2.0 out of 5 stars A victim of its own success?, 9 May 2008
I was such a huge fan of the previous two Spider-Man movies. The first is my favourite superhero movie alongside Batman, and the second is one of those very rare sequels which can stand shoulder-to-shoulder with its predecessor. So it is with crushing disappointment and a bitter taste that Spider-Man 3 feels so, so far beneath its predecessors.

I know I'm reiterating what others have said, but the problem is twofold; too many enemies (or at least, poor balancing between them) and it goes 'dark'. The Sandman is the most blatant anomaly - they re-worked Uncle Ben's death to give Spidey a personal vengeance motive, but it really doesn't work, and to say it feels crowbarred in is a gross understatement. Further, Sandman simply doesn't feel like a very appropriate enemy given that he's basically invincible and at the end has the ability to grow to about 50 feet tall. I know this is a superhero movie and realism isn't high on the agenda, but even so it's still a little implausible. Had they killed him off when Spidey drowned him and thus created Venom sooner, many of the film's problems would have been eradicated.

Which highlights another problem; Venom - or the lack of him, to be more specific. For such a major and well-loved foe from the comics, he features in the film barely at all, only really getting a look-in at the very end before his inevitable (and rather underwhelming) defeat. He should really have been the major enemy here, but after the re-write of Uncle Ben's death that honour rather uncomfortably goes to the Sandman.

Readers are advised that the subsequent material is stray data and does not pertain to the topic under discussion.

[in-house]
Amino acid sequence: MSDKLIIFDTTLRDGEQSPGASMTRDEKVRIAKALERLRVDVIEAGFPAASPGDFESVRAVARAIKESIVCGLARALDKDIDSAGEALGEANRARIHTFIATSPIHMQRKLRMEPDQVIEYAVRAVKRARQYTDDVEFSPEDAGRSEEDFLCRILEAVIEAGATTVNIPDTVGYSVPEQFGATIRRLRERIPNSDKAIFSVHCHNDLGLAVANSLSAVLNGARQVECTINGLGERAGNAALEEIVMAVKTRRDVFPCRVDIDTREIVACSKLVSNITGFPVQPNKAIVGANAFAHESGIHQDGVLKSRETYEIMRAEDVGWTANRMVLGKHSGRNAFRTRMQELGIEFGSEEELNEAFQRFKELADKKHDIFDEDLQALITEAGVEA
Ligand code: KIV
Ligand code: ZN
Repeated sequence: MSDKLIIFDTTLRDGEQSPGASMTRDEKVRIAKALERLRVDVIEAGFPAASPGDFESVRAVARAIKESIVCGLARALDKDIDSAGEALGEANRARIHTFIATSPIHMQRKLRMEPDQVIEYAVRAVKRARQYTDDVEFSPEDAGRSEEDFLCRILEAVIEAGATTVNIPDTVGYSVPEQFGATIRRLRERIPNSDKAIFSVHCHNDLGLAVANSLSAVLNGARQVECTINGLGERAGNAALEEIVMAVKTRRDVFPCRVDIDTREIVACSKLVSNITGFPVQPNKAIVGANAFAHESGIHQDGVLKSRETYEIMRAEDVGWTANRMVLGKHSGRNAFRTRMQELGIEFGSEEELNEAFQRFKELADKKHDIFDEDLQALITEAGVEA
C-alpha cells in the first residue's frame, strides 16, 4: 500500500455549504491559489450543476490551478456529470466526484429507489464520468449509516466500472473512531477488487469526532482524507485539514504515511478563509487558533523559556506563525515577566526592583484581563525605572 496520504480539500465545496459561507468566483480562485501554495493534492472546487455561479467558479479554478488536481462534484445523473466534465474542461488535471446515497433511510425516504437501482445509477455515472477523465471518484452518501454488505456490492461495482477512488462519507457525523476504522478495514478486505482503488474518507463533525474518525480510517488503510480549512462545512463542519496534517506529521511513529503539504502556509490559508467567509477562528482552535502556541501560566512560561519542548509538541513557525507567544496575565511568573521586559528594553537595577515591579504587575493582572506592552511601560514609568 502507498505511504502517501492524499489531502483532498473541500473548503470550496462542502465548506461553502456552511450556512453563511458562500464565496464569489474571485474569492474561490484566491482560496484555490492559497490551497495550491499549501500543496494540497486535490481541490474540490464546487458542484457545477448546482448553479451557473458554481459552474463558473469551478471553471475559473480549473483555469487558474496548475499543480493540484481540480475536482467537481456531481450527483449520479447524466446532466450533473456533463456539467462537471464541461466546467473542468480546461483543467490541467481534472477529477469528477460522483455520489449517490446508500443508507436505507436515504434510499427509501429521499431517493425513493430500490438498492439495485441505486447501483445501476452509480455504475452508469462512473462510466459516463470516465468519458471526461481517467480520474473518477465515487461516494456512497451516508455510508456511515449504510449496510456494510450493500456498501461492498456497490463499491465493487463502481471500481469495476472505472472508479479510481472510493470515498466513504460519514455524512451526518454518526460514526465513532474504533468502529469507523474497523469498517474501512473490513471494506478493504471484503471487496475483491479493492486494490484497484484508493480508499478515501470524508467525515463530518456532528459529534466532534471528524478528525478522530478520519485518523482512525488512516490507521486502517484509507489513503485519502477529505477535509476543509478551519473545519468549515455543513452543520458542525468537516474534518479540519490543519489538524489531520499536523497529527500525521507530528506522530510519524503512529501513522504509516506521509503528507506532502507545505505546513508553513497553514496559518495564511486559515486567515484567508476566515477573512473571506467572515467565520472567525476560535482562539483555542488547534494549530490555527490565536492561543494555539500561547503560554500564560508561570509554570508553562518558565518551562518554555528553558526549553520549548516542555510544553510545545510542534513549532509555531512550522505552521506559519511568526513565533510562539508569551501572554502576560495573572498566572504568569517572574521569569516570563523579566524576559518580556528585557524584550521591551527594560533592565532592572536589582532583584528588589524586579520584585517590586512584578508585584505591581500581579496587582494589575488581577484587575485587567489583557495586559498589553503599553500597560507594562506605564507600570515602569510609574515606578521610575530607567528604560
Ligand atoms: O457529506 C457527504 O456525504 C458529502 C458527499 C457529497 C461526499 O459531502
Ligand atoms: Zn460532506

There are yet more issues with the alien symbiote, and Peter's awful descent into darkness. The sequences when he dances down the street or tries to make MJ jealous are utterly cringe worthy and completely unnecessary, and cutting them entirely would have only benefited the film and its generous running time. While the two predecessors weren't without their moments of humour, here the comparative scenes just come across as needless and frankly embarrassing.

What's more is that Peter and MJ's relationship feels so token you wondered why they bothered. Mary Jane's role in the movie is basically to do little more than whinge, make things difficult for Peter/Spidey and inevitably get kidnapped. Again. After Raimi spent two films building the tragic romance between them, it really never has a place here, which seems like such a waste for a relationship which has before now been genuinely interesting and touching.

However, the film is not entirely without merit. As you would expect, the special effects are superb throughout. The action sequences are a dazzling cacophony of speed and colour, but they're never less than nice to look at. The perfectly cast JK Simmons as J Jonah Jameson returns for more light-hearted comic relief, and similarly Bruce Campbell returns with a superb cameo as an obnoxious French waiter. The wonderful Danny Elfman score returns and the production as a whole carries the very highest level of polish. It's just a shame proceedings are brought down by a poor plot and inadequate pacing.